WASHINGTON—The wife and children of a top civil rights lawyer under close surveillance by the Chinese authorities have arrived in the United States after walking across the border to Thailand, Gao Zhisheng’s wife Geng He said.
Geng said her daughter, 15, and son, 5, had suffered “great hardship” in China from living under virtual house arrest in their Beijing home.
“I left China because my family had been under tight surveillance for a long time. We experienced—in our careers and daily life—great hardship and difficulty,” Geng told RFA’s Mandarin service in her first interview since arriving in the United States on March 11 to seek asylum.
“My daughter was unable to attend school. Because she was unable to attend school, she tried to commit suicide several times,” Geng said. “I had no place to turn. So I fled with my children.”
Geng said she had left a note for Gao, an Army veteran who lost his law license after he criticized the government for its treatment of the banned Falun Gong spiritual movement.
Gao began a rolling hunger strike among fellow civil rights activists to protest the ill-treatment of lawyers and rights activists at the hands of police and local government officials.
“I left a note for my husband that I was leaving with the children,” Geng said.
“I said in my note that our daughter is miserable because she couldn’t attend school. I said I was miserable and I had to take the kids and leave,” said Geng, in tears.
Dangerous route through Thailand
Describing the family’s dramatic escape, Geng said they first left Beijing very quietly, unnoticed by the state security police who usually followed them.
“We could not travel by air. We took a train,” Geng said, adding that Gao was unable to accompany them because he couldn’t throw off the police on his tail.
“Eventually, with the help of friends, we freed ourselves from police surveillance and we walked to another country,” she said.
Geng said friends who helped her leave China were members of the banned Falun Gong spiritual movement.
[My daughter] tried to commit suicide several times..."
“We walked day and night. It was extremely hard. I did not even know the names of some of the towns we passed through.”
“It was extraordinarily difficult to get us out of China. The friends who helped us escape took enormous pains, some even risking their own lives,” Geng said.
She said she hadn’t been in touch with Gao since leaving China.
“On Feb. 4, when we had arrived in the second country, I heard from a friend that he had been detained. I am very worried,” said Geng, who has no idea of Gao’s whereabouts.
‘Very fragile state’
Now in the United States, Geng said she has few specific plans.
“The first step is to get here and to give my daughter a chance to heal her mental scars,” she said.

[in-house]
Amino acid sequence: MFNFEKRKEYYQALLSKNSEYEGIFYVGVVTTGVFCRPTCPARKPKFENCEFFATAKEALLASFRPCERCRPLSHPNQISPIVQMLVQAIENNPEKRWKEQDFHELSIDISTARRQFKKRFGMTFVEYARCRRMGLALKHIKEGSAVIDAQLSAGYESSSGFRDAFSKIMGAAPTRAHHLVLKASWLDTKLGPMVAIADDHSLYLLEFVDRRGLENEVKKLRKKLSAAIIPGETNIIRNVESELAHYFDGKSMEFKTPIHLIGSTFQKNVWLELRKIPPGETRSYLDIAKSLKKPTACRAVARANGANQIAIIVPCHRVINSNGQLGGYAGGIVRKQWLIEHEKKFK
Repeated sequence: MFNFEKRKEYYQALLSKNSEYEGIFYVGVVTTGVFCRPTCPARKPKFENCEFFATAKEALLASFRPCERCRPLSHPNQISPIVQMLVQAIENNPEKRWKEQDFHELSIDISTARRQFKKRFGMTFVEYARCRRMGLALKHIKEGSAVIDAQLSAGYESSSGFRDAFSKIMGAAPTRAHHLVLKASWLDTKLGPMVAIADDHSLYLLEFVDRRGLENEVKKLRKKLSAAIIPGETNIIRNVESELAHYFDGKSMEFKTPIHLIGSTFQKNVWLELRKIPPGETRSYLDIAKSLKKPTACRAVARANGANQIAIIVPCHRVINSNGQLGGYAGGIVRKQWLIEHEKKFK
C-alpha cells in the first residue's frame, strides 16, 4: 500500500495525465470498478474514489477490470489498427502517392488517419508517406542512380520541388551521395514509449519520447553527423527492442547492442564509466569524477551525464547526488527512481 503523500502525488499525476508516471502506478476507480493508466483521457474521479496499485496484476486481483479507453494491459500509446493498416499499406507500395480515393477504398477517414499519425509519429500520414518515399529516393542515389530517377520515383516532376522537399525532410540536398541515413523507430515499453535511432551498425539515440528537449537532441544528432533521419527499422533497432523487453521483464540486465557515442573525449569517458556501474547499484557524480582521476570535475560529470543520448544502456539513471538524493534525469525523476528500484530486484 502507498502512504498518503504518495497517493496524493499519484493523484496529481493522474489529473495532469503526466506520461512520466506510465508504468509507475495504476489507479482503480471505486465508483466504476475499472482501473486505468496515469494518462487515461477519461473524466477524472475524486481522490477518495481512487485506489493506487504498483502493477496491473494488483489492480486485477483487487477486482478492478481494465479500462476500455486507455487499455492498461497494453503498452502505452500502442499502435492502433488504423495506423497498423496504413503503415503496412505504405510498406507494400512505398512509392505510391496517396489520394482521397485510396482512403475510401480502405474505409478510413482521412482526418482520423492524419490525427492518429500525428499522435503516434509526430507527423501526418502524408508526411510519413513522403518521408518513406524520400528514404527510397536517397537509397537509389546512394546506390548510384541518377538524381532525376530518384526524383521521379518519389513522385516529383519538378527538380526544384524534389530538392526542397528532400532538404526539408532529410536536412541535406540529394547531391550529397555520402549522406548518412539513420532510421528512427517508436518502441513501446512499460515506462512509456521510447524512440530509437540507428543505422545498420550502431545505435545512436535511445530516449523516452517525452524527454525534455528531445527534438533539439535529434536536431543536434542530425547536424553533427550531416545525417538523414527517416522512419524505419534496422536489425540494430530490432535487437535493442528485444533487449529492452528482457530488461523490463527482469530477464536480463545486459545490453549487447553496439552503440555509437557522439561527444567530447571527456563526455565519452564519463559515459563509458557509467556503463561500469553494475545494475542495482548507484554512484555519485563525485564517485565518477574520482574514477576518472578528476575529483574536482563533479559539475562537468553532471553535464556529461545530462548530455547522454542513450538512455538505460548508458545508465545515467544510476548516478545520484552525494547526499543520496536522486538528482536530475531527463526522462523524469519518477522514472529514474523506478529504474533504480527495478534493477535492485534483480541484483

“She is in a very fragile state. When she feels better, I will arrange for her to get an education. It’s important to get an education.”
She said her son asked repeatedly for Gao, and whether his father had been sent to prison again.
Gao’s whereabouts remained unclear for months after he was subjected to a secret trial by the authorities on unspecified subversion charges in 2006.
Lauded by China’s own Justice Ministry as one of China’s Top 10 lawyers in 2001 for his pro bono work in helping poor people sue government officials over corruption and mistreatment, Gao was once a member of the ruling Chinese Communist Party. He resigned from the Party in 2005.
Gao’s fortunes took a sharp downturn after he wrote an open letter to President Hu Jintao and Premier Wen Jiabao in October 2005 urging them to end the persecution of Falun Gong practitioners, detailing a range of abuses they suffer in custody, including torture, beatings, and execution.
Report on abuses
In its most recent report on human rights around the world, the U.S. State Department noted that Gao’s whereabouts remained unknown.
It also noted the authorities had revoked the professional licenses of several prominent lawyers, including Gao and of Teng Biao, who offered to represent Tibetans taken into custody for their role in the March 2008 Tibetan uprising in Lhasa.
“Government-employed lawyers often refused to represent defendants in politically sensitive cases, and defendants frequently found it difficult to find an attorney,” the report said.
“Officials deployed a wide range of tactics to obstruct the work of lawyers representing sensitive clients, including unlawful detentions, disbarment, intimidation, refusal to allow a case to be tried before a court, and physical abuse.”
Original reporting in Mandarin by Tang Qiwei. Mandarin service director: Jennifer Chou. Written for the Web in English by Luisetta Mudie. Edited by Sarah Jackson-Han.